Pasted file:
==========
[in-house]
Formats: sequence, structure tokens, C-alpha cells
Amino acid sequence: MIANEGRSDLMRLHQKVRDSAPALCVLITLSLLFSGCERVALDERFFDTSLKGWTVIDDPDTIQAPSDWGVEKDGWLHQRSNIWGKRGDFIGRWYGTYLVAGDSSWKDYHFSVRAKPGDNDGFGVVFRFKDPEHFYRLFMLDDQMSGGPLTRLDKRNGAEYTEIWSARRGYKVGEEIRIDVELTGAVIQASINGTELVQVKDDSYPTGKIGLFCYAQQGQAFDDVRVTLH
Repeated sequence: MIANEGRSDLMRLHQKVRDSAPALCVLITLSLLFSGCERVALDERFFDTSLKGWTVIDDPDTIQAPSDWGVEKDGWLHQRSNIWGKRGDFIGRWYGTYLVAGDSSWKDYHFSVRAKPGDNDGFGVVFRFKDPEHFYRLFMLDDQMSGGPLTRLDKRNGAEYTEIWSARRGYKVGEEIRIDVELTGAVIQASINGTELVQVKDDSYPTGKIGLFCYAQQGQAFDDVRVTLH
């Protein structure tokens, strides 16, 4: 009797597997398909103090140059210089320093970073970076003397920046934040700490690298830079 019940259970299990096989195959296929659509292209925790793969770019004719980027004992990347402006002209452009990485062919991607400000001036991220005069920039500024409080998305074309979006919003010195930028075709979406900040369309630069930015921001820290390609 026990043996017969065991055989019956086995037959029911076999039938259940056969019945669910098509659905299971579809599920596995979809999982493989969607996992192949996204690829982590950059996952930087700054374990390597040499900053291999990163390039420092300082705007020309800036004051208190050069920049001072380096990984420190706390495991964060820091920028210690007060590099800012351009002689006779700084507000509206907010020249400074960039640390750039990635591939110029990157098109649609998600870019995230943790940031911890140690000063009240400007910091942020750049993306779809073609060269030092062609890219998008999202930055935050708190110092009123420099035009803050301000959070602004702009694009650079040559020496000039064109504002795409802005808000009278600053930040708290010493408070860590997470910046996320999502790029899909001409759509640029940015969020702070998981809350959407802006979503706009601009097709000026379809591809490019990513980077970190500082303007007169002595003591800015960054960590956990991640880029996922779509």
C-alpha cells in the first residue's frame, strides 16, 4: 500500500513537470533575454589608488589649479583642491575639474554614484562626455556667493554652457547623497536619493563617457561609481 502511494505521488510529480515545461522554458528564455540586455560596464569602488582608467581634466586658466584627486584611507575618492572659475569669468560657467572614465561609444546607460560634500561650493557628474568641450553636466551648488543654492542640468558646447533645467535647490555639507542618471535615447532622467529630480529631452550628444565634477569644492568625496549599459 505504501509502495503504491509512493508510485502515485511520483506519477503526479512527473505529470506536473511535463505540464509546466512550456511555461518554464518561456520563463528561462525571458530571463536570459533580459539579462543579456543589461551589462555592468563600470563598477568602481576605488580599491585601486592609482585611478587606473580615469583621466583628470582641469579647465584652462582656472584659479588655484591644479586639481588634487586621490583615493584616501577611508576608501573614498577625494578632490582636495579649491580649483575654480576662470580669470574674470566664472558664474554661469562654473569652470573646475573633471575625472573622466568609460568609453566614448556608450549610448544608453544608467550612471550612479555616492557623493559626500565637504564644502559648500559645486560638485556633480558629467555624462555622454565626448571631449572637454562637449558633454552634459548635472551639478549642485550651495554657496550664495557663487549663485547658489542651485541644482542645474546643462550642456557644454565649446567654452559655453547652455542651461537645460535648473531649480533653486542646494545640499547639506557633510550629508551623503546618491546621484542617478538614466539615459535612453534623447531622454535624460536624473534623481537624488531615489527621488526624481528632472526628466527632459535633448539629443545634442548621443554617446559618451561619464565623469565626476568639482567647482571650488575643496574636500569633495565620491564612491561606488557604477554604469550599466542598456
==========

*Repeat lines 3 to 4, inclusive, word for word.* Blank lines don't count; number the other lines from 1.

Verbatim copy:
Amino acid sequence: MIANEGRSDLMRLHQKVRDSAPALCVLITLSLLFSGCERVALDERFFDTSLKGWTVIDDPDTIQAPSDWGVEKDGWLHQRSNIWGKRGDFIGRWYGTYLVAGDSSWKDYHFSVRAKPGDNDGFGVVFRFKDPEHFYRLFMLDDQMSGGPLTRLDKRNGAEYTEIWSARRGYKVGEEIRIDVELTGAVIQASINGTELVQVKDDSYPTGKIGLFCYAQQGQAFDDVRVTLH
Repeated sequence: MIANEGRSDLMRLHQKVRDSAPALCVLITLSLLFSGCERVALDERFFDTSLKGWTVIDDPDTIQAPSDWGVEKDGWLHQRSNIWGKRGDFIGRWYGTYLVAGDSSWKDYHFSVRAKPGDNDGFGVVFRFKDPEHFYRLFMLDDQMSGGPLTRLDKRNGAEYTEIWSARRGYKVGEEIRIDVELTGAVIQASINGTELVQVKDDSYPTGKIGLFCYAQQGQAFDDVRVTLH